Two in 3 American adults drink alcohol, while one-third are total abstainers, according to Gallup’s latest annual survey of alcohol consumption in the US. The 67% reporting having occasion to use alcoholic beverages such as liquor, wine or beer ties the highest mark in more than 40 years.
The previous high was 70% in January 1981, with this latest figure of 67% matched only in July 2010 and February 1985. Over the survey’s history dating back to 1939, the highest rate of alcohol consumption was from 1976-1978 (71% each year), whereas the lowest rate was in 1958 (55%). At least 6 in 10 adults have reported drinking alcohol each year since 1997, though last year that figure stood at exactly 60%. It’s worth noting that the question was not asked in 2020, when the early days of the pandemic may have impacted consumption habits.
Meanwhile, among alcohol drinkers, 3 in 10 reported having had a drink in the previous 24 hours, somewhat on the low end of the 26-40% range in the past 40-odd years dating back to 1984. Another 36% of drinkers reported their last drink within the previous week, and a further third (33%) more than a week earlier.
Alcohol Preferences Approach Parity
The survey asks alcohol drinkers if they most often drink liquor, wine, or beer. In almost all of the surveys dating back the past 30 years to 1992, beer has emerged as the type of alcohol that the largest share of respondents drink most regularly. The only exception was in 2005, when more respondents reported drinking wine most than beer.
This year is no exception to the trend, with 35% saying that they drink beer the most, outpacing wine and liquor. However, this 35% figure is the lowest rate in the survey’s history. When the question was first asked in 1992, almost half (47%) of all drinkers said they consumed beer the most.
Alcohol drinkers’ preference for wine has remained relatively steady, at 31% this year. This figure has not dipped below 30% since 1996, and has been in the 30-35% range since 2006.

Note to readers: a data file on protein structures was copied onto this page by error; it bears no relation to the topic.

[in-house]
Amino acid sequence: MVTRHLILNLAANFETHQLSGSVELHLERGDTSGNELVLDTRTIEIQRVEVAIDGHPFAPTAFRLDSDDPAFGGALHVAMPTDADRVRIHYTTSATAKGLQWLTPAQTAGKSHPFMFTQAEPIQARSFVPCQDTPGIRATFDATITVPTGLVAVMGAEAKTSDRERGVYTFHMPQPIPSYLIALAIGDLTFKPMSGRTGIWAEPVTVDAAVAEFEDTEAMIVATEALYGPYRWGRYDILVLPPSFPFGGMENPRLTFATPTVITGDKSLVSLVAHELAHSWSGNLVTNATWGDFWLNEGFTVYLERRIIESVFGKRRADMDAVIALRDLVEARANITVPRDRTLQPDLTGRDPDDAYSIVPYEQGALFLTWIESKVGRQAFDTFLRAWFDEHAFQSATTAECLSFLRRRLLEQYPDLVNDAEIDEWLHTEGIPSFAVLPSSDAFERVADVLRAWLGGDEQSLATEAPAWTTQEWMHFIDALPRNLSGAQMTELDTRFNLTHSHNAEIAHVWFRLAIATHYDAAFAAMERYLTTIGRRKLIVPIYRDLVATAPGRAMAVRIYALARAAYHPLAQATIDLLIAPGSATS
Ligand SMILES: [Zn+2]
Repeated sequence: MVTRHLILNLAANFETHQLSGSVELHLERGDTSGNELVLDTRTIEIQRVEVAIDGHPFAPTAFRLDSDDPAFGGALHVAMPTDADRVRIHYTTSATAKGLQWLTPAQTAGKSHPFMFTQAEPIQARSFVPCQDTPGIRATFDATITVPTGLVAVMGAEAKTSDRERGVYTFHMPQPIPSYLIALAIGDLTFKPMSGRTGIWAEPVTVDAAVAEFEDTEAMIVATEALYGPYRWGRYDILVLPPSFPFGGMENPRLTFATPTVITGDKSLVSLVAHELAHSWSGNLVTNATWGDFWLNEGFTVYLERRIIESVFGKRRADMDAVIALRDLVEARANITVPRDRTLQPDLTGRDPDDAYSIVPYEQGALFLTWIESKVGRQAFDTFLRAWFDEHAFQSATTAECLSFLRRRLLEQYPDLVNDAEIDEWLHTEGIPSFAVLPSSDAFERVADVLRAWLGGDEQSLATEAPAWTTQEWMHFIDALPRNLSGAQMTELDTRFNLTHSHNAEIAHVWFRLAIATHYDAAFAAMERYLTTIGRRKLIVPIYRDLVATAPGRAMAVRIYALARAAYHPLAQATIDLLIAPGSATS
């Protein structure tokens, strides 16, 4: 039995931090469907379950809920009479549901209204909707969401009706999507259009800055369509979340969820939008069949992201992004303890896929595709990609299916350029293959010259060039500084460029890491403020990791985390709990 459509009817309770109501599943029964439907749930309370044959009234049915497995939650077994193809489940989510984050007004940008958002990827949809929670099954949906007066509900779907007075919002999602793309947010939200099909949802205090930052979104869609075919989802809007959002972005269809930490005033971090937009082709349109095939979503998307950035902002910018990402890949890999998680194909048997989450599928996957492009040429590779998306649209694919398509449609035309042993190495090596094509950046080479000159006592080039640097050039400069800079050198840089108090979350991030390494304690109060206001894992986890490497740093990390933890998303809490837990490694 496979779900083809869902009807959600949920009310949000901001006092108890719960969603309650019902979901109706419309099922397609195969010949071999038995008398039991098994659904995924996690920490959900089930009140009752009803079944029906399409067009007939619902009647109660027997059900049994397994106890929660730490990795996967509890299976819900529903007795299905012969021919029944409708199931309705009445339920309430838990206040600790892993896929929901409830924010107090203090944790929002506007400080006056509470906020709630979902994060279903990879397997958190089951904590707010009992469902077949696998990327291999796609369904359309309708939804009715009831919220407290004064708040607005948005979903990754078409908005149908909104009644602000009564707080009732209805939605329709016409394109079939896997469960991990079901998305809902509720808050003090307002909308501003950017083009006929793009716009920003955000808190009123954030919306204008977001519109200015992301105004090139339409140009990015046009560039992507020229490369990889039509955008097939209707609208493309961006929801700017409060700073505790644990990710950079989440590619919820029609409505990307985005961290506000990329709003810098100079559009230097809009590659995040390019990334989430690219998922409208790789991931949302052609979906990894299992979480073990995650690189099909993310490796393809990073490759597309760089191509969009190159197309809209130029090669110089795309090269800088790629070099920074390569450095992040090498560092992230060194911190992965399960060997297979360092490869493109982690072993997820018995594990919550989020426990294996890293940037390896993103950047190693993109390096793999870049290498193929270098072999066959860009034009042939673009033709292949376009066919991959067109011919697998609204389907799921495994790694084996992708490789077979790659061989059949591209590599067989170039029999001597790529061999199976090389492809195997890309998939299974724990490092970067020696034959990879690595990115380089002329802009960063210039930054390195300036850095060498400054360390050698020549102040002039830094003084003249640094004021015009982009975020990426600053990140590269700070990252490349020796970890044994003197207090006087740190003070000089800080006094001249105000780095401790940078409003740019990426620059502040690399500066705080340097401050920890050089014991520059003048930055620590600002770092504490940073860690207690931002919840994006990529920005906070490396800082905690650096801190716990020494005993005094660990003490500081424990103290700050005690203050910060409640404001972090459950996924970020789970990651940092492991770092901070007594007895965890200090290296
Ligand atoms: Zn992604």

What appears to be changing is the preference for liquor: this year 30% said they most often drink liquor, representing a new high in the survey, and topping the previous mark of 29% set in 2019. This is the 4th time that liquor preferences have exceeded 25% in the past 5 editions of the survey, whereas that mark had never been attained in any survey edition before 2017.
A separate new study [pdf] from IRI confirms that “exclusive spirits buyers are adding to their ranks.” In its analysis of alcohol buying groups, IRI found that 11% share buy only spirits, up by almost 2% points year-over-year. Another 12% share buy a combination of spirits and beer, while 9% are combo spirits and wine buyers.
Among alcohol buyers, those purchasing a combination of beer, wine and spirits represent the largest buyer group, at 27% share. If current trends hold, the analysts forecast “the combination of beer, wine and spirits consumers to increase to 30% within one to three years.”
Given the increasing parity in alcohol consumption expressed by respondents to the Gallup survey, this prediction certainly seems feasibly.
About the Data: The Gallup results are based on a July survey of 1,013 US adults (18+). The IRI data is based on IRI National Consumer Panel, total US – all outlets, for the 52-week period ending June 12 2022.